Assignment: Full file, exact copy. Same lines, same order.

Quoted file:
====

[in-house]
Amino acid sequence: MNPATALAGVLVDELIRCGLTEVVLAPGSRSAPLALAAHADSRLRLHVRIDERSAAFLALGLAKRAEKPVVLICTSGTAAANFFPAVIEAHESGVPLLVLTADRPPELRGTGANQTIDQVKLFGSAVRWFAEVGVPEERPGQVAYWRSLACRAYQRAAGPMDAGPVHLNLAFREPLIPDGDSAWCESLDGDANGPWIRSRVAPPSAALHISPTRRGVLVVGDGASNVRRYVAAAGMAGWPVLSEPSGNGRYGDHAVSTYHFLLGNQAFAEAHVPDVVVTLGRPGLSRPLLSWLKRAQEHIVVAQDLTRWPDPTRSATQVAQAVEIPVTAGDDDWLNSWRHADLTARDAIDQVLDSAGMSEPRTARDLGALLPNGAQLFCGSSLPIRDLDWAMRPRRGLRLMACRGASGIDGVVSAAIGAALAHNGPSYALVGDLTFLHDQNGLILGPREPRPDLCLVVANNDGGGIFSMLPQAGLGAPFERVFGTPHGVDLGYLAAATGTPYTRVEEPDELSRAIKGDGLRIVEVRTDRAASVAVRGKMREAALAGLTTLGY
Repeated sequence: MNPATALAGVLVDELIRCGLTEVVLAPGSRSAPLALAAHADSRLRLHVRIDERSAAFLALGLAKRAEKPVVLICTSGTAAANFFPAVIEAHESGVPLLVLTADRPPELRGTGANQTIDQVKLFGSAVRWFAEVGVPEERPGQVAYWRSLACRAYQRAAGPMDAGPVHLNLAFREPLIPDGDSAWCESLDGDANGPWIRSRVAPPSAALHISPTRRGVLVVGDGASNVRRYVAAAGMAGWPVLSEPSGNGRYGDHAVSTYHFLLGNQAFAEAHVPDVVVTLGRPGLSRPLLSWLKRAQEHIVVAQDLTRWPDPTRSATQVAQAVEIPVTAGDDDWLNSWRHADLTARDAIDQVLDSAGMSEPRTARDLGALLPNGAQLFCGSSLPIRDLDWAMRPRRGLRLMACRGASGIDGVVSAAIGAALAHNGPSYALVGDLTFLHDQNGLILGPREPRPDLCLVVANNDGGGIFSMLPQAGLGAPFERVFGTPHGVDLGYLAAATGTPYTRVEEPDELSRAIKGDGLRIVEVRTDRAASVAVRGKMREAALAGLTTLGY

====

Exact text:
[in-house]
Amino acid sequence: MNPATALAGVLVDELIRCGLTEVVLAPGSRSAPLALAAHADSRLRLHVRIDERSAAFLALGLAKRAEKPVVLICTSGTAAANFFPAVIEAHESGVPLLVLTADRPPELRGTGANQTIDQVKLFGSAVRWFAEVGVPEERPGQVAYWRSLACRAYQRAAGPMDAGPVHLNLAFREPLIPDGDSAWCESLDGDANGPWIRSRVAPPSAALHISPTRRGVLVVGDGASNVRRYVAAAGMAGWPVLSEPSGNGRYGDHAVSTYHFLLGNQAFAEAHVPDVVVTLGRPGLSRPLLSWLKRAQEHIVVAQDLTRWPDPTRSATQVAQAVEIPVTAGDDDWLNSWRHADLTARDAIDQVLDSAGMSEPRTARDLGALLPNGAQLFCGSSLPIRDLDWAMRPRRGLRLMACRGASGIDGVVSAAIGAALAHNGPSYALVGDLTFLHDQNGLILGPREPRPDLCLVVANNDGGGIFSMLPQAGLGAPFERVFGTPHGVDLGYLAAATGTPYTRVEEPDELSRAIKGDGLRIVEVRTDRAASVAVRGKMREAALAGLTTLGY
Repeated sequence: MNPATALAGVLVDELIRCGLTEVVLAPGSRSAPLALAAHADSRLRLHVRIDERSAAFLALGLAKRAEKPVVLICTSGTAAANFFPAVIEAHESGVPLLVLTADRPPELRGTGANQTIDQVKLFGSAVRWFAEVGVPEERPGQVAYWRSLACRAYQRAAGPMDAGPVHLNLAFREPLIPDGDSAWCESLDGDANGPWIRSRVAPPSAALHISPTRRGVLVVGDGASNVRRYVAAAGMAGWPVLSEPSGNGRYGDHAVSTYHFLLGNQAFAEAHVPDVVVTLGRPGLSRPLLSWLKRAQEHIVVAQDLTRWPDPTRSATQVAQAVEIPVTAGDDDWLNSWRHADLTARDAIDQVLDSAGMSEPRTARDLGALLPNGAQLFCGSSLPIRDLDWAMRPRRGLRLMACRGASGIDGVVSAAIGAALAHNGPSYALVGDLTFLHDQNGLILGPREPRPDLCLVVANNDGGGIFSMLPQAGLGAPFERVFGTPHGVDLGYLAAATGTPYTRVEEPDELSRAIKGDGLRIVEVRTDRAASVAVRGKMREAALAGLTTLGY